Arkansas Governor Asa Hutchinson has signed a ban on nearly all abortion services in the state, after the procedure was already made extremely difficult for female residents to access.
Republican Mr Hutchinson said he was signing the bill because of its "overwhelming legislative support and my sincere and long-held pro-life convictions".
Anti-abortion supporters were hoping this could be the next step in getting the US Supreme Court to overturn Roe v Wade, the 1973 landmark decision that protects a pregnant women's right to choose whether to have an abortion or not without strict government restrictions.
Since becoming governor in 2015, Mr Hutchinson has signed several bills that restrict access to abortion services for residents of his state.
But the governor previously voiced concerns about the current bill, which would only allow the procedure if necessary to save the life of the woman. Abortion services would not be allowed for women in cases of rape or incest.
Mr Hutchinson again expressed his concerns about how far the bill went in a statement after signing the legislation, but that didn't stop it from getting the governor's signature.
"(The ban) is in contradiction of binding precedents of the US Supreme Court, but it is the intent of the legislation to set the stage for the Supreme Court overturning current case law," he said in the statement. "I would have preferred the legislation to include the exceptions for rape and incest, which has been my consistent view, and such exceptions would increase the chances for a review by the US Supreme Court."
The statewide ban was one of the most restrictive ones targeting abortion access across the United States, and it is anti-abortion advocates’ latest attempt in getting the US Supreme Court to repeal Roe v Wade.
"It's time for [Roe v Wade] to be overturned in the Supreme Court," state Representative Mary Bentley, a Republican and one of the bill's sponsors, said after the GOP-led Arkansas House passed the piece of legislation.
With conservative Supreme Court justices holding a majority within the US Supreme Court, now was the time when Roe v Wade could face the possibility of being overturned since it was first ruled in 1973.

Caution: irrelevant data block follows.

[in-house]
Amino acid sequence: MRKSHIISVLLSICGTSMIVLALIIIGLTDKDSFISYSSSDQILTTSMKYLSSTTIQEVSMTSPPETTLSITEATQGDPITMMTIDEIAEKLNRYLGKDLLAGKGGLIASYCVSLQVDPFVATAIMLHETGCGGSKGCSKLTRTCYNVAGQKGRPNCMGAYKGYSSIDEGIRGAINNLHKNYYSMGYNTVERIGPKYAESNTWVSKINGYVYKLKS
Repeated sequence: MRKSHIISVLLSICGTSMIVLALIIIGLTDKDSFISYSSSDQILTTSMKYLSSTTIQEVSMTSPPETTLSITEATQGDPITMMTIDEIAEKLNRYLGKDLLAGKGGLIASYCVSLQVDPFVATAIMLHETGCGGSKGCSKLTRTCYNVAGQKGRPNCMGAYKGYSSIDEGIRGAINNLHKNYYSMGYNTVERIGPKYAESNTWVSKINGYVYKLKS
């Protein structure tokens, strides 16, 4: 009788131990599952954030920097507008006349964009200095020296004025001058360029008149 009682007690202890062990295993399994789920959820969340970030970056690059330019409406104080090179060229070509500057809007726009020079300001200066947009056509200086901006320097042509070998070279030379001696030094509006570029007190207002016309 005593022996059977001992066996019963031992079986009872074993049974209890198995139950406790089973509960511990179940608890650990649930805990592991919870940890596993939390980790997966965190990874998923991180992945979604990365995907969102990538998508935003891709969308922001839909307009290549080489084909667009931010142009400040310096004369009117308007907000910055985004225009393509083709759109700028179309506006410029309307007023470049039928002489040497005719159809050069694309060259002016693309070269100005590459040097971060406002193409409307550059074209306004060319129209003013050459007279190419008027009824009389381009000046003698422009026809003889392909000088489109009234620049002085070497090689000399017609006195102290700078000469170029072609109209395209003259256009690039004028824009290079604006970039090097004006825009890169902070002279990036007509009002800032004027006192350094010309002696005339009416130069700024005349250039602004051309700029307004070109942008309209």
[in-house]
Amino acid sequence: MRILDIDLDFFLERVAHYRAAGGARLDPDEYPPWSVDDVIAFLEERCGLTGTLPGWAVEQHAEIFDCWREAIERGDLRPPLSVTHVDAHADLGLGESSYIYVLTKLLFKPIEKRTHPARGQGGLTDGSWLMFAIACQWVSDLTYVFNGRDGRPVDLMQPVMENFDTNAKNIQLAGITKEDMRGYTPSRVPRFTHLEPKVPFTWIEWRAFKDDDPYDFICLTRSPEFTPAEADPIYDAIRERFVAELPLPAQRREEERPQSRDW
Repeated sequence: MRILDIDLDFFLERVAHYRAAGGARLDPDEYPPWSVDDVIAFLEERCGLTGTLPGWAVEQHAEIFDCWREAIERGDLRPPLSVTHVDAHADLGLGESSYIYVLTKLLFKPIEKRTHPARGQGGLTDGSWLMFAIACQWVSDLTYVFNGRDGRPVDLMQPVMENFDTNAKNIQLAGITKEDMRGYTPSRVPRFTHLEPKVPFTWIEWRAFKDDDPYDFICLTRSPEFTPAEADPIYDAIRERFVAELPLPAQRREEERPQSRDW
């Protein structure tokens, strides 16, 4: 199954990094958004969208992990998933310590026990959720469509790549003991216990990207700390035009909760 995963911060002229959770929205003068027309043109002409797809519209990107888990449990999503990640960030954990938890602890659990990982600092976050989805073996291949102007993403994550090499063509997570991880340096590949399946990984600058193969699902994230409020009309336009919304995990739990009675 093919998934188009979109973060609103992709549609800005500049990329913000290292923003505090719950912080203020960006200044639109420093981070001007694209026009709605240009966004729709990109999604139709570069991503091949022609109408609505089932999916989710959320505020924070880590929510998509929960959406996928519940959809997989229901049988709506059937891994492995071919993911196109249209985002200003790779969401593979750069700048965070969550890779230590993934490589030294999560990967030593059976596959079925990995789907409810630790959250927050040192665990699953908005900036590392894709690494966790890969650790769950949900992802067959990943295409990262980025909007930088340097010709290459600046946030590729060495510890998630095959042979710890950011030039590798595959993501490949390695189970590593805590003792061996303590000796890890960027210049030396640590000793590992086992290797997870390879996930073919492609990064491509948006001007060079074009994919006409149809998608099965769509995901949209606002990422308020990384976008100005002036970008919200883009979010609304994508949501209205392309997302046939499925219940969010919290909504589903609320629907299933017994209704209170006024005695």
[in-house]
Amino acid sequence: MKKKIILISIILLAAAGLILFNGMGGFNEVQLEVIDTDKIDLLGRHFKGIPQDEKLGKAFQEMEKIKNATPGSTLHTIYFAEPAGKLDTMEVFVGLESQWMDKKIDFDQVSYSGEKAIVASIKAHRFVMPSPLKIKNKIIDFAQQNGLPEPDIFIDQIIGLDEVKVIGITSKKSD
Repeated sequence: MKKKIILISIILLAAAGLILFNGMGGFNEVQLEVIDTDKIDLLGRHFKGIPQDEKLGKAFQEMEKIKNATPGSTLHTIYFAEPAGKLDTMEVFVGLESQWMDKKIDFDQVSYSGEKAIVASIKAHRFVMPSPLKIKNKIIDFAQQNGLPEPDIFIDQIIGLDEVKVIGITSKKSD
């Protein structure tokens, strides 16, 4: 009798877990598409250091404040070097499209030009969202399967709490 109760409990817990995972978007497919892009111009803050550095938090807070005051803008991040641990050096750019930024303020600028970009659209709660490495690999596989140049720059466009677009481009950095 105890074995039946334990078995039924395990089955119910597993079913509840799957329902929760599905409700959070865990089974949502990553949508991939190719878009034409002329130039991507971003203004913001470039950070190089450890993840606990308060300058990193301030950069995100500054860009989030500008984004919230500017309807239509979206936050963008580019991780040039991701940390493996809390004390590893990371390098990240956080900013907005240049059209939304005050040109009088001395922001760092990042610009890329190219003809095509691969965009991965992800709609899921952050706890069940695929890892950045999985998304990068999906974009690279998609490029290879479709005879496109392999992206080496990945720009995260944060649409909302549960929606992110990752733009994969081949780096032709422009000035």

Pro-choice advocacy groups would likely challenge the Arkansas ban in court ahead of it taking effect across the state, with Planned Parenthood advocates based in the state calling the move "cynical" after it first passed through the House legislature.
"Despite the fact that Arkansas has the fourth-highest maternal mortality rate in the nation and has one of the highest recorded infant mortality rates, anti-abortion politicians are ramming through this flawed and dangerous legislation," Gloria Pedro, an official with Planned Parenthood Great Plains Votes, said at the time.
Alexis McGill Johnson, the president and CEO of Planned Parenthood Action, called the move from Mr Hutchinson "unacceptable" in a tweet on Tuesday after he signed the bill.
"The same politicians who are fixated on controlling our reproductive health care have spent the past year pushing back on scientific guidelines that will keep people safe and alive during a pandemic," she wrote.
"Their hypocrisy is clear as day. Patients deserve better," she continued.
The American Civil Liberties Union of Arkansas called the ban "cruel and unconstitutional".
Prior to this bill, Arkansas already had strict abortion laws in place, which included preventing the procedure for most cases after the pregnant woman's 20th week and requiring counselling services and wait periods ahead of the procedure. As of 2017, only four clinics that provided abortion services were available throughout the state for women to access, according to the Guttmacher Institute.
Mr Hutchinson previously signed an abortion bill in 2019 that would ban abortion services for most pregnant women after 18 weeks of pregnancy, but that law was on hold due to legal challenges.
In 2021, 14 different state legislatures have introduced bills that would ban abortion services outright for pregnant women.
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